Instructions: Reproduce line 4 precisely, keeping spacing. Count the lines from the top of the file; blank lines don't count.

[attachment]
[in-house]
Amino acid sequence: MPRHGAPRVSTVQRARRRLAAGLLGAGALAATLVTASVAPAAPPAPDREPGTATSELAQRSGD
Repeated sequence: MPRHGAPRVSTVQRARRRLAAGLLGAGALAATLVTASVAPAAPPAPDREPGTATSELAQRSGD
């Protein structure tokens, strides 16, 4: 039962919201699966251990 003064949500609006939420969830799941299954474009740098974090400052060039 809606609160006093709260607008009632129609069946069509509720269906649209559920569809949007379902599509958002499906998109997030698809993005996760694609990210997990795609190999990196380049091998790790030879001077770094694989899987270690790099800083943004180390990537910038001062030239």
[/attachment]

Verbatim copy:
């Protein structure tokens, strides 16, 4: 039962919201699966251990 003064949500609006939420969830799941299954474009740098974090400052060039 809606609160006093709260607008009632129609069946069509509720269906649209559920569809949007379902599509958002499906998109997030698809993005996760694609990210997990795609190999990196380049091998790790030879001077770094694989899987270690790099800083943004180390990537910038001062030239």